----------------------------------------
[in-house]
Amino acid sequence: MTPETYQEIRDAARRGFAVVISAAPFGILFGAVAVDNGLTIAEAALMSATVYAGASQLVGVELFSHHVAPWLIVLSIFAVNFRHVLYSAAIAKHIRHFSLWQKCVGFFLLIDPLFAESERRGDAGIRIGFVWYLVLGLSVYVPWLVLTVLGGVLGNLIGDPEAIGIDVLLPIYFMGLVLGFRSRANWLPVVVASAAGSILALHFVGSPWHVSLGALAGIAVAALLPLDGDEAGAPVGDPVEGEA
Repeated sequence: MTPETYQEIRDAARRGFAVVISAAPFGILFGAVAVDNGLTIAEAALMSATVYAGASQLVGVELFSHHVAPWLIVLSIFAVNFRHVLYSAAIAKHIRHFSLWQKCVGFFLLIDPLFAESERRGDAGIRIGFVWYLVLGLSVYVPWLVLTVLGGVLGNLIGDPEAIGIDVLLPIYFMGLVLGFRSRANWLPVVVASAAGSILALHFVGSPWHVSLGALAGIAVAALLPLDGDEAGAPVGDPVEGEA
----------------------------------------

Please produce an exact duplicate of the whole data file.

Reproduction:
[in-house]
Amino acid sequence: MTPETYQEIRDAARRGFAVVISAAPFGILFGAVAVDNGLTIAEAALMSATVYAGASQLVGVELFSHHVAPWLIVLSIFAVNFRHVLYSAAIAKHIRHFSLWQKCVGFFLLIDPLFAESERRGDAGIRIGFVWYLVLGLSVYVPWLVLTVLGGVLGNLIGDPEAIGIDVLLPIYFMGLVLGFRSRANWLPVVVASAAGSILALHFVGSPWHVSLGALAGIAVAALLPLDGDEAGAPVGDPVEGEA
Repeated sequence: MTPETYQEIRDAARRGFAVVISAAPFGILFGAVAVDNGLTIAEAALMSATVYAGASQLVGVELFSHHVAPWLIVLSIFAVNFRHVLYSAAIAKHIRHFSLWQKCVGFFLLIDPLFAESERRGDAGIRIGFVWYLVLGLSVYVPWLVLTVLGGVLGNLIGDPEAIGIDVLLPIYFMGLVLGFRSRANWLPVVVASAAGSILALHFVGSPWHVSLGALAGIAVAALLPLDGDEAGAPVGDPVEGEA